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5 Things You Should Know About the New Credit Card Rules

5 Things You Should Know About the New Credit Card Rules

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After receiving over 60,000 comments, federal banking regulators passed new rules late last year to curb harmful credit card industry practices. These new rules go into effect in 2010 and could provide relief to many debt-burdened consumers. Here are those practices, how the new regulations address them and what you need to know about these new rules.
After receiving over 60,000 comments, federal banking regulators passed new rules late last year to curb harmful credit card industry practices. These new rules go into effect in 2010 and could provide relief to many debt-burdened consumers. Here are those practices, how the new regulations address them and what you need to know about these new rules.

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Categories:Types, Business/Law
Published by: National Financial Awareness Network on Feb 12, 2009
Copyright:Attribution Non-commercial

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06/11/2012

 
© 2009 National Financial Awareness Network, Inc.
 
5 Things You Should Know aboutthe New Credit Card Rules!
After receiving over 60,000 comments, federal bankingregulators passed new rules late last year to curb harmful creditcard industry practices. These new rules go into effect in 2010and could provide relief to many debt-burdened consumers.Here are those practices, how the new regulations address themand what you need to know about these new rules.
 
1.Late Payments
Some credit card companies went to extraordinary lengths to cause cardholder  payments to be late. For example, some companies set the date to August 5, butalso set the cutoff time to 1:00 pm so that if they received the payment onAugust 5 at 1:05 pm, they could consider the payment late. Some companiesmailed statements out to their cardholders just days before the payment due dateso cardholders wouldn’t have enough time to mail in a payment. As soon as oneof these tactics worked, the credit cardcompany would slap the cardholder with a $35late fee and hike their APR to the defaultinterest rate. People saw their interest rates gofrom a reasonable 9.99 percent to as high as39.99 percent overnight just because of theseand similar tricks of the credit card trade.The new rules state that credit card companiescannot consider a payment late for any reason"unless consumers have been provided areasonable amount of time to make the payment." They also state that creditcompanies can comply with this requirement by "adopting reasonable procedures designedto ensure that periodic statements are mailed or delivered at least 21 days beforethe payment due date." However, credit card companies cannot set cutoff timesearlier than 5 pm and if creditors set due dates that coincide with dates on whichthe US Postal Service does not deliver mail, the creditor must accept the payment as on-time if they receive it on the following business day.This rule mostly impacts cardholders who often pay their bill on the due dateinstead of a little early. If you fall into this category, then you will want to payclose attention to the postmarked date on your credit card statements to makesure they were sent at least 21 days before the due date. Of course, you shouldstill strive to make your payments on time, but you should also insist that creditcard companies consider on-time payments as being on time. Furthermore,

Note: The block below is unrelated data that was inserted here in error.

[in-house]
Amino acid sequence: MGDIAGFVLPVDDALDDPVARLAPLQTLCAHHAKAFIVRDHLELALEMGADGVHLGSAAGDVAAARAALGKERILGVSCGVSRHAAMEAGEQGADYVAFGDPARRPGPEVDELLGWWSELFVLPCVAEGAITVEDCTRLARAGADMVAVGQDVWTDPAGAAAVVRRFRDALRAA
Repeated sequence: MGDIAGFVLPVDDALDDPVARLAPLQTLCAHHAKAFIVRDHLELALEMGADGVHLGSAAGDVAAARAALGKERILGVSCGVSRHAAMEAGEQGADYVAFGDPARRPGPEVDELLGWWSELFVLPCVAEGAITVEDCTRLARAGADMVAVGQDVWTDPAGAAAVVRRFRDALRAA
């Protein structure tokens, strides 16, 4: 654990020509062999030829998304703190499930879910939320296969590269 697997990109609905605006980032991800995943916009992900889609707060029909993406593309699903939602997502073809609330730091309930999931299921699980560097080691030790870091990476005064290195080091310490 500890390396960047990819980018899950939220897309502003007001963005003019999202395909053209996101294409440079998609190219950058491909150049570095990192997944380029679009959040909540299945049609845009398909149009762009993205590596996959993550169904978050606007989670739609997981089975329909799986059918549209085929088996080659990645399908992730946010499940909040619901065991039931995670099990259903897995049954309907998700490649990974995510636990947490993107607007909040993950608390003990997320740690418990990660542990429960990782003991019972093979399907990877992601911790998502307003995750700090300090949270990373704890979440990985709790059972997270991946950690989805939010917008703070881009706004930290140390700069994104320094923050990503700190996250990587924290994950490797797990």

these rules do not go into effect until 2010, so be on the lookout for an increasein late-payment-inducing tricks during 2009
.
© 2009 National Financial Awareness Network, Inc.
 
2.Allocation of Payments
Did you know that your credit card account likely has more than one interestrate? Your statement only shows one balance, but the credit card companiesdivide your balance into different types of charges, such as balance transfers, purchases and cash advances.Here's an example: They lure you with a zero or low percent balance transfer for several months. After you get comfortable with your card, you charge a purchase or two and make all your payments on time. However, purchases areassessed an 18 percent APR, so that portion of your balance is costing you themost -- and the credit card companies know it and are counting on it. So, whenyou send in your payment, theyapply all of your payment to the zeroor low percent portion of you balance and let the higher interest portion sit there untouched, rackingup interest charges until all of the balance transfer portion of the balance is paid off (and this could takea long time because balancetransfers are typically largethan purchases because theyconsist of multiple, previous purchases). Essentially, the credit card companieswere rigging their payment system to maximize its profits -- all at the expenseof your financial wellbeing.The new rules state that the amount paid above the minimum monthly paymentmust be distributed across the different portions of the balance, not just to thelowest interest portion. This reduces the amount of interest charges cardholders pay by reducing higher-interest portions sooner. It may also reduce the amountof time it takes to pay off balances.This rule will only affect cardholders who pay more than the minimum monthly payment. If you only make the minimum monthly payment, then you will stilllikely end up taking years, possibly decades, to pay off your balances. However,if you adopt a policy of always paying more than the minimum, then this newrule will directly benefit you. Of course, paying more than the minimum isalways a good idea, so don't wait until 2010 to start.
© 2009 National Financial Awareness Network, Inc.
Photo Credit: http://www.sxc.hu/profile/miamiamia

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